d2 = d1 - s (t) ½ .

where,

s 2 = Variance in the expected cash inflows over time, allowing for technological, legal, and market changes = 40%.

t = Number of years during which the real option can be exercised = 4 years.

y = “Dividend yield” of the project before the option is exercised.

r = Riskfree interest rate for t years = 3%.

real option value component of dlwave30

Introduction DCF Valuation Relative Valuation Real Option Valuation Conclusion

Real Option Value Component of DLWave

Base Case Assumptions

Population = 270 million

Potential Market = 15% of population

Likely penetration of potential market = 30%

Annual revenues per customer = $12

Cost of capital = 18%

Number of years of competitive advantage = 5

Variable operating costs = 70% of revenue

Real Option Value = $86 million

real option value component of dlwave31

Introduction DCF Valuation Relative Valuation Real Option Valuation Conclusion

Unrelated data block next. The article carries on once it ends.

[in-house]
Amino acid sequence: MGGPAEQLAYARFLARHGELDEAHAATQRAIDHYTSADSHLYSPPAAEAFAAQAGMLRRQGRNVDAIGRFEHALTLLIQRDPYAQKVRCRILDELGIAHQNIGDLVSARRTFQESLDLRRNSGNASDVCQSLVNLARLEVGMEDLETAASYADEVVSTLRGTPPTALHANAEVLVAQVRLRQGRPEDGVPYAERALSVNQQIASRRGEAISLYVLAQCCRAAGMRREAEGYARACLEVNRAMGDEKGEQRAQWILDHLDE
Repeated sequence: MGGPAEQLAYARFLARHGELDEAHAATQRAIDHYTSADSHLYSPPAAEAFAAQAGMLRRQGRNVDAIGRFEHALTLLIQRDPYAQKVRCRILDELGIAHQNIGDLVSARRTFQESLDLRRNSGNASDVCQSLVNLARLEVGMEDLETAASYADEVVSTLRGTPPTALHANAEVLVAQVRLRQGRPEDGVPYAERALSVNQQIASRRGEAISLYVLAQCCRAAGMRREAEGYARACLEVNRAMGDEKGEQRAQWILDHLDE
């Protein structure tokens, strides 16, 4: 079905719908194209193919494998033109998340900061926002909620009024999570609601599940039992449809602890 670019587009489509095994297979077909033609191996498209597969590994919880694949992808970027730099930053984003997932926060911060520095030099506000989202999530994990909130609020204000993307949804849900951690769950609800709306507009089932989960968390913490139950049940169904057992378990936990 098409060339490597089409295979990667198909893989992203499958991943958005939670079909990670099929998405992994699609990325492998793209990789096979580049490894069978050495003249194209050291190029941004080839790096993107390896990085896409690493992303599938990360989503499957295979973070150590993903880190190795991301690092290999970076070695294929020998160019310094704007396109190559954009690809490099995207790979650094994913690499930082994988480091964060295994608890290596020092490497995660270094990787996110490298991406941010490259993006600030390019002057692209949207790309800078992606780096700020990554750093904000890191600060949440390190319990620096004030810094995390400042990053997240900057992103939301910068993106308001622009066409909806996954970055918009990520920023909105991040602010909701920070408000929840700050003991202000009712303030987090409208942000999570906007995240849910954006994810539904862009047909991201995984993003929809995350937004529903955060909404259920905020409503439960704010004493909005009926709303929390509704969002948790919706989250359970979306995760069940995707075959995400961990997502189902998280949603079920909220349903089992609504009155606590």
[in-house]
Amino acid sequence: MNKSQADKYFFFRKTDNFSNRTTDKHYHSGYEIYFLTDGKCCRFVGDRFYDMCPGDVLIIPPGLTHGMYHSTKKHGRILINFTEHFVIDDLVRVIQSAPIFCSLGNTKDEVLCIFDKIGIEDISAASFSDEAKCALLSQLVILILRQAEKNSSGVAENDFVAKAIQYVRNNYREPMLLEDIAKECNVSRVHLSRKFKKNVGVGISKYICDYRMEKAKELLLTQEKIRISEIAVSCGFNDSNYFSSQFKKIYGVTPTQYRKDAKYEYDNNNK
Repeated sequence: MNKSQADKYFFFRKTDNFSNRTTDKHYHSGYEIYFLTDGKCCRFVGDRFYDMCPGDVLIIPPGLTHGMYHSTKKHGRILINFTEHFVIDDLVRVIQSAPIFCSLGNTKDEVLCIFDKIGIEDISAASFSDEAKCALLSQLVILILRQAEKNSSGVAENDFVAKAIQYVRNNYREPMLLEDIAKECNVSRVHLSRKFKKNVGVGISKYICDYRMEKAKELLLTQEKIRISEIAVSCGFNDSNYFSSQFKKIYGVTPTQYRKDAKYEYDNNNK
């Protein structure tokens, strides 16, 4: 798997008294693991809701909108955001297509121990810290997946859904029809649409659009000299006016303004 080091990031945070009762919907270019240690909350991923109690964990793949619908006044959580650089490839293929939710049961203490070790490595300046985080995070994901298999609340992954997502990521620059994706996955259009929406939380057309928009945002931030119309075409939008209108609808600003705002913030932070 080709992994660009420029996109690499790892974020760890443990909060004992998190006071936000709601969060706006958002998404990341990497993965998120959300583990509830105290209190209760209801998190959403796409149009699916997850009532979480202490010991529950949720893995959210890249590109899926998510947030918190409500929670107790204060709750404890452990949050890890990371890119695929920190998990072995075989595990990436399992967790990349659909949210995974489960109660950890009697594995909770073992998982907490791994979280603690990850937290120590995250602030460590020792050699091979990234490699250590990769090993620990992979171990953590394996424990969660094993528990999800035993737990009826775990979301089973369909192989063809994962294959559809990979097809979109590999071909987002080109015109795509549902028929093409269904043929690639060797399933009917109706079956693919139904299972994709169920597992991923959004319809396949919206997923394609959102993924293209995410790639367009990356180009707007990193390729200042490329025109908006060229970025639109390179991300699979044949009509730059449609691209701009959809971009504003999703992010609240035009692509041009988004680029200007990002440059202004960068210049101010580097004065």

Real Option Value Component of DLWave
  • Current Market Value =

Present Value of Cashflows from Assets in Place

+ Present Value of Cashflows from Future Growth Opportunities

  • Current Market Value = $66 million + $86 million

= $152 million

the bottom line

Introduction DCF Valuation Relative Valuation Real Option Valuation Conclusion

The Bottom Line
  • Traditional valuation procedures cannot properly capture the company’s flexibility to adapt and revise later decisions in response to unexpected competitive/technological/market developments.
  • The real option technique can value the company’s flexibility to alter its initial operating strategy in order to capitalize on favorable future growth opportunities or to react so as to mitigate losses.
  • Valuations computed using the real option technique are often closer to market valuations for high-growth stocks in high-risk industries.